Five Books About…

Five Books About Human Horror

I love what an eclectic, wide-ranging genre horror can be. I’m always down for some zombies, werewolves, monsters, killer plants, dark magic, etc. But to me, nothing is scarier than humans and the terrible things they do to one another—for love, for money, for fame; out of rivalry or desperation or fear.

All in Fear, a new queer horror anthology from Open Ink Press, explores horror in all its forms, from the supernatural to the domestic, but every story includes an element of terror that is chillingly human. In honor of its release, here are five of my favorite horror stories where the real danger is human, rather than paranormal.


The Sound of His Horn by Sarban

soundhishornI wanted to include a humans-hunting-humans story, and The Sound of His Horn narrowly beat out “The Most Dangerous Game” as my favorite humans-as-prey tale. Bizarre, seductive, and nightmarish, this story-within-a-story tells of a soldier who runs into an electric barrier during World War II and wakes up in a lovely hospital, tended to by kind nurses. Soon, however, he discovers that he’s traveled one hundred years into a future where the Germans won the war—and that the estate where he’s being rehabbed belongs to Count Hans von Hackelnberg, a Nazi with a penchant for dressing humans like elaborate birds and then hunting them in the woods.


The Hexslinger Trilogy by Gemma Files

hexslingerThere are plenty of supernatural elements in this series: magic, vengeful goddesses, a giant rift in the earth that spits out dinosaurs… But I would argue that the true threat to the characters comes not from the magic itself, but from the way they use it. The most unsettling aspect of the book is the sometimes toxic, sometimes tender relationship between the Reverend Asher Rook, an outlaw “hexslinger,” and his hair-trigger tempered lieutenant and lover, Chess Pargeter. Magicians in the Hexslinger world are doomed to isolated, painful lives, and the question becomes whether the Reverend can overcome his greed and find redemption with Chess.


The Wicked Girls by Alex Marwood

wickedgirlsI’m a sucker for anything carnival-themed, but there are no evil clowns or funhouses of death here. Instead, The Wicked Girls follows two middle-aged women—Amber, a carnival cleaner, and Kirsty, a journalist—as they attempt to keep their separate, unremarkable lives under control. Until a chance encounter sets things spiraling toward disaster.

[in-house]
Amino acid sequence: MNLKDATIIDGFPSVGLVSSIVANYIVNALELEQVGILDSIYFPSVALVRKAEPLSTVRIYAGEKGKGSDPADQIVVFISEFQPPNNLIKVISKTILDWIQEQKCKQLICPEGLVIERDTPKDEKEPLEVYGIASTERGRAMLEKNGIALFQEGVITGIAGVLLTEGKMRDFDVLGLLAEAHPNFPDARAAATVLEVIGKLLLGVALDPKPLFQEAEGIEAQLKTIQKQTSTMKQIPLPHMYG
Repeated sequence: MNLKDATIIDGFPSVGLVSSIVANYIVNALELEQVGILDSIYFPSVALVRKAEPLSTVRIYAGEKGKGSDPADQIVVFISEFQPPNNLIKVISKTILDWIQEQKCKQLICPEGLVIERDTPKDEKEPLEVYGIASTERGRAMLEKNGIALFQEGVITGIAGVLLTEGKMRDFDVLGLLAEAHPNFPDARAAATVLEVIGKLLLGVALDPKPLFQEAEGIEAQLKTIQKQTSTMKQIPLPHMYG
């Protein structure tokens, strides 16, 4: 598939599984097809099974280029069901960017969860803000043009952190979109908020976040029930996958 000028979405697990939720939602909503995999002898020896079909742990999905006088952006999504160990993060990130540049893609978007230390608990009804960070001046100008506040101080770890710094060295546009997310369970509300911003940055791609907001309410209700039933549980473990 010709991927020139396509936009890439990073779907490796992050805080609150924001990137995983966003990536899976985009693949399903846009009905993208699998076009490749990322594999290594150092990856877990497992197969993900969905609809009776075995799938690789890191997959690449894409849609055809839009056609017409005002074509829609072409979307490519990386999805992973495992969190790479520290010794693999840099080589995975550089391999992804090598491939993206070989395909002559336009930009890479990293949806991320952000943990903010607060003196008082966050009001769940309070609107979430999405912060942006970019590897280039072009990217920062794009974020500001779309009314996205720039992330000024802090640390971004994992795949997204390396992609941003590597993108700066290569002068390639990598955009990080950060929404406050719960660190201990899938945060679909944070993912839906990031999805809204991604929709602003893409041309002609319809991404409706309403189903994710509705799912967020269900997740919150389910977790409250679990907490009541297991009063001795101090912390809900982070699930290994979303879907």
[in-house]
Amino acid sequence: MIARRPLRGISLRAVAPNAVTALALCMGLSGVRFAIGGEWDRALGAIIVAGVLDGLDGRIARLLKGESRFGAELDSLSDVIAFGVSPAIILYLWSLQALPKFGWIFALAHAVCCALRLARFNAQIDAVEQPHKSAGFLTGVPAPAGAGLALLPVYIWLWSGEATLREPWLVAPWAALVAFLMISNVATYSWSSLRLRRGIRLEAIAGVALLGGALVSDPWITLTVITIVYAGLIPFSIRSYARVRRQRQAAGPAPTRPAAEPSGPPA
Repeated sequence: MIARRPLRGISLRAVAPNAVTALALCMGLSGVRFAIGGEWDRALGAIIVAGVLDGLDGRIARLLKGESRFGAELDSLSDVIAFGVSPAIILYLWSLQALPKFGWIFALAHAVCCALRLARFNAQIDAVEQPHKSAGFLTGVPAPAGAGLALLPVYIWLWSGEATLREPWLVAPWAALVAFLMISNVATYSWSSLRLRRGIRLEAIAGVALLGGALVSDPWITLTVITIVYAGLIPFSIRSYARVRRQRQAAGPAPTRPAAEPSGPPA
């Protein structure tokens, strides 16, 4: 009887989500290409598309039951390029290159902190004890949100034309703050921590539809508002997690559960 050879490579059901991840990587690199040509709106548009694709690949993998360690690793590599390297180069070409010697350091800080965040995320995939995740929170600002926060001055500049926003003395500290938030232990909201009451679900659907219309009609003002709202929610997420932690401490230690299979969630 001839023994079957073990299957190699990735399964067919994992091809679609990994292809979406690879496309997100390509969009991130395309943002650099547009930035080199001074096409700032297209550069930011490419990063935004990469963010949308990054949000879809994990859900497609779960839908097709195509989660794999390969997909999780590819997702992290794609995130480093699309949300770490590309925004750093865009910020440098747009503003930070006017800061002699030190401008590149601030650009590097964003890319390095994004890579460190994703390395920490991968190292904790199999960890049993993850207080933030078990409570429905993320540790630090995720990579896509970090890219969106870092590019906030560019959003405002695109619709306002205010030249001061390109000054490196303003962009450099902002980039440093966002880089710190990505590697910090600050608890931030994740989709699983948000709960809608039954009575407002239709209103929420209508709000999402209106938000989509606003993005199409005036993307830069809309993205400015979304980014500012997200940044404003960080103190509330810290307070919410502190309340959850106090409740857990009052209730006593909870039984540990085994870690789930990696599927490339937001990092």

The book weaves back and forth in time, from the present to a childhood where Amber and Kirsty knew each other by different names. The two women are bound together by a horrible event: the long ago murder of a four-year-old, for which they were jointly convicted and served time in a juvenile prison before being released with new identities and a legal mandate never to contact each other again. Props to Marwood for her ability to make her leads by turns sympathetic and repellant, while casually offering mob mentality as an alternative villain in this story. What’s scarier—two allegedly murderous eleven-year-olds, or a gang of self-righteous townspeople hell-bent on vigilante justice? At times, it’s a toss up.


My Loose Thread by Dennis Cooper

loosethreadCooper has a knack for creating horror out of ordinary human loneliness. His characters are raw, confused, and often out of sync with the rest of society. Cooper’s The Sluts is one of the most disturbing, darkly comic depictions of anonymous deceit on the internet I’ve ever read. But My Loose Thread trades satire for a story that is truly bleak and chilling. The main character, Larry—unsure of his sexuality, involved in an incestuous relationship with his younger brother, and grieving for a dead friend—falls in with a neo-Nazi group and plans, first to kill a classmate, and then violence on a larger scale. It might be tempting to dismiss this book as a desolate morass of human evil, except that Cooper infuses it with moments of beauty and empathy.


We Need to Talk About Kevin by Lionel Shriver

aboutkevinTold from the perspective of the mother of a school shooter writing letters to her estranged husband, We Need to Talk About Kevin explores the question of nature versus nurture in determining human wickedness. When I told my mom I was doing this list and asked if she would consider Kevin a horror novel, she stared at me for a second and said, “That last scene, J.A. That last scene.” I agree. Though it’s technically literary fiction, and very much grounded in reality, this deft and unflinching portrayal of a family torn apart by violence is truly horrifying. The novel’s last few scenes are particularly brutal, culminating in a heave-up-your-lunch final image that is burned forever in my mind.


Top image: We Need to Talk About Kevin (2011)

J.A. Rock is the author or coauthor of over twenty LGBTQ romance, suspense, and horror novels, as well as an occasional contributor to HuffPo Queer Voices. J.A. has received Lambda Literary and INDIEFAB Award nominations for Minotaur, and The Subs Club received the 2016 National Leather Association-International Pauline Reage Novel Award. J.A. lives in Chicago with an extremely judgmental dog, Professor Anne Studebaker. Follow J.A. on Twitter or Facebook.


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